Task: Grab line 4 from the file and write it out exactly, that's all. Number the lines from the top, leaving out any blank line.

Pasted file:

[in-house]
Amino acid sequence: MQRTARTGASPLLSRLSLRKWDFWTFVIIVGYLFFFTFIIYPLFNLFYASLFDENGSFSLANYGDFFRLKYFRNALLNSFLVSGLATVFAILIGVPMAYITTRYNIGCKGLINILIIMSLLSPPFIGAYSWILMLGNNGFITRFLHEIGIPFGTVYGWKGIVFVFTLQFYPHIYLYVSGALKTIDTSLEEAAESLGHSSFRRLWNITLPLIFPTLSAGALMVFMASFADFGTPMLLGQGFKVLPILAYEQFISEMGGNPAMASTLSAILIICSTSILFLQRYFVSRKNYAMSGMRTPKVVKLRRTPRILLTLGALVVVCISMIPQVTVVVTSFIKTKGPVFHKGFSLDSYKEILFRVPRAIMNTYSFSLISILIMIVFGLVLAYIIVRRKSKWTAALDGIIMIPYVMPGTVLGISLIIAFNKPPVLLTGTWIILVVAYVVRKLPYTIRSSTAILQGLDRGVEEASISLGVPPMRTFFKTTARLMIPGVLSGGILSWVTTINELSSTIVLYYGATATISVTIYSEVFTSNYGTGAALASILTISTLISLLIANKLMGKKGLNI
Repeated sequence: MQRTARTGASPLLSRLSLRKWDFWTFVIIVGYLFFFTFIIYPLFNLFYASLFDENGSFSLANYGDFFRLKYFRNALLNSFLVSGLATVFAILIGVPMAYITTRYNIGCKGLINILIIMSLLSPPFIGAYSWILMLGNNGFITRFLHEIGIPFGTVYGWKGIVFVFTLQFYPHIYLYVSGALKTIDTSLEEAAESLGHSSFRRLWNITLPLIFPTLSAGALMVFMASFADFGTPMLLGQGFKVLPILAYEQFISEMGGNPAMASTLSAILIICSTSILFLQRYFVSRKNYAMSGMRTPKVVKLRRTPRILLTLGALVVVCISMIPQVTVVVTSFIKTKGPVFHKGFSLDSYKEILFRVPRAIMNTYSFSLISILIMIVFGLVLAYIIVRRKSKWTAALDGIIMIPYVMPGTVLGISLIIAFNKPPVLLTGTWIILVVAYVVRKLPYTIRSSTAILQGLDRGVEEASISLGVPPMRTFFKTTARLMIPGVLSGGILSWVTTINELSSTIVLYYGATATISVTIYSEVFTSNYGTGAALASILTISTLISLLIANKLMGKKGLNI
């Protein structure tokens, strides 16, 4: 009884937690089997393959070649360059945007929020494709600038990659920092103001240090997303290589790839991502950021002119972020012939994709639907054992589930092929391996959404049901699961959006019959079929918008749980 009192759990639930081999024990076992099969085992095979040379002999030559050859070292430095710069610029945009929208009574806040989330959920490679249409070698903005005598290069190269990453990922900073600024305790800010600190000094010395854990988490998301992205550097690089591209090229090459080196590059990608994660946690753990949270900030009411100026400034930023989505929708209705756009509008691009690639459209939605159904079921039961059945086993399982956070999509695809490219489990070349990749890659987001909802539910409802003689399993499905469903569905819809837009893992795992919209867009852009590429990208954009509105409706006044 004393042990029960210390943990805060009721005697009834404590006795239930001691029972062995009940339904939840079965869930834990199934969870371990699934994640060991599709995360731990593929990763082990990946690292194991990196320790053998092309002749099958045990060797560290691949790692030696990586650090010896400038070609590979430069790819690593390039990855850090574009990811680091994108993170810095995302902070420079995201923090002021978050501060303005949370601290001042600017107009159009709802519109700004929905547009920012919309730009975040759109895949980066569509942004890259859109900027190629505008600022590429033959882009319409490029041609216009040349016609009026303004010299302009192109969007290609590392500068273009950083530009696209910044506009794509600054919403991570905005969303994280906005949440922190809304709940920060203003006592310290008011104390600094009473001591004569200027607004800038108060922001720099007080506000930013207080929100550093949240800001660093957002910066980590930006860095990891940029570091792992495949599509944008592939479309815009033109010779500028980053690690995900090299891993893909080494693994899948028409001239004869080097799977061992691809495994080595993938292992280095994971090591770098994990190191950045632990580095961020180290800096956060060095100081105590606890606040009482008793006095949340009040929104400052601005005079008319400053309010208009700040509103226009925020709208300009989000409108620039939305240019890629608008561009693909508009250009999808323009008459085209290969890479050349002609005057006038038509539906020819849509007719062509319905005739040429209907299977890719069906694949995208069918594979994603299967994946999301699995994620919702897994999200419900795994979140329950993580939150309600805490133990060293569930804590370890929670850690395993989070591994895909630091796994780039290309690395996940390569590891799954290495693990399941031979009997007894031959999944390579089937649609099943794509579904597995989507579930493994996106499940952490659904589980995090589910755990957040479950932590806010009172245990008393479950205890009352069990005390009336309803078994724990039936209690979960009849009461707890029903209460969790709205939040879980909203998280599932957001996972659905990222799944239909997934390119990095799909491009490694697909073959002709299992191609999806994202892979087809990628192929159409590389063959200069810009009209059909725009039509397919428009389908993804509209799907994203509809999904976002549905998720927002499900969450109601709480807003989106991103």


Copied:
């Protein structure tokens, strides 16, 4: 009884937690089997393959070649360059945007929020494709600038990659920092103001240090997303290589790839991502950021002119972020012939994709639907054992589930092929391996959404049901699961959006019959079929918008749980 009192759990639930081999024990076992099969085992095979040379002999030559050859070292430095710069610029945009929208009574806040989330959920490679249409070698903005005598290069190269990453990922900073600024305790800010600190000094010395854990988490998301992205550097690089591209090229090459080196590059990608994660946690753990949270900030009411100026400034930023989505929708209705756009509008691009690639459209939605159904079921039961059945086993399982956070999509695809490219489990070349990749890659987001909802539910409802003689399993499905469903569905819809837009893992795992919209867009852009590429990208954009509105409706006044 004393042990029960210390943990805060009721005697009834404590006795239930001691029972062995009940339904939840079965869930834990199934969870371990699934994640060991599709995360731990593929990763082990990946690292194991990196320790053998092309002749099958045990060797560290691949790692030696990586650090010896400038070609590979430069790819690593390039990855850090574009990811680091994108993170810095995302902070420079995201923090002021978050501060303005949370601290001042600017107009159009709802519109700004929905547009920012919309730009975040759109895949980066569509942004890259859109900027190629505008600022590429033959882009319409490029041609216009040349016609009026303004010299302009192109969007290609590392500068273009950083530009696209910044506009794509600054919403991570905005969303994280906005949440922190809304709940920060203003006592310290008011104390600094009473001591004569200027607004800038108060922001720099007080506000930013207080929100550093949240800001660093957002910066980590930006860095990891940029570091792992495949599509944008592939479309815009033109010779500028980053690690995900090299891993893909080494693994899948028409001239004869080097799977061992691809495994080595993938292992280095994971090591770098994990190191950045632990580095961020180290800096956060060095100081105590606890606040009482008793006095949340009040929104400052601005005079008319400053309010208009700040509103226009925020709208300009989000409108620039939305240019890629608008561009693909508009250009999808323009008459085209290969890479050349002609005057006038038509539906020819849509007719062509319905005739040429209907299977890719069906694949995208069918594979994603299967994946999301699995994620919702897994999200419900795994979140329950993580939150309600805490133990060293569930804590370890929670850690395993989070591994895909630091796994780039290309690395996940390569590891799954290495693990399941031979009997007894031959999944390579089937649609099943794509579904597995989507579930493994996106499940952490659904589980995090589910755990957040479950932590806010009172245990008393479950205890009352069990005390009336309803078994724990039936209690979960009849009461707890029903209460969790709205939040879980909203998280599932957001996972659905990222799944239909997934390119990095799909491009490694697909073959002709299992191609999806994202892979087809990628192929159409590389063959200069810009009209059909725009039509397919428009389908993804509209799907994203509809999904976002549905998720927002499900969450109601709480807003989106991103």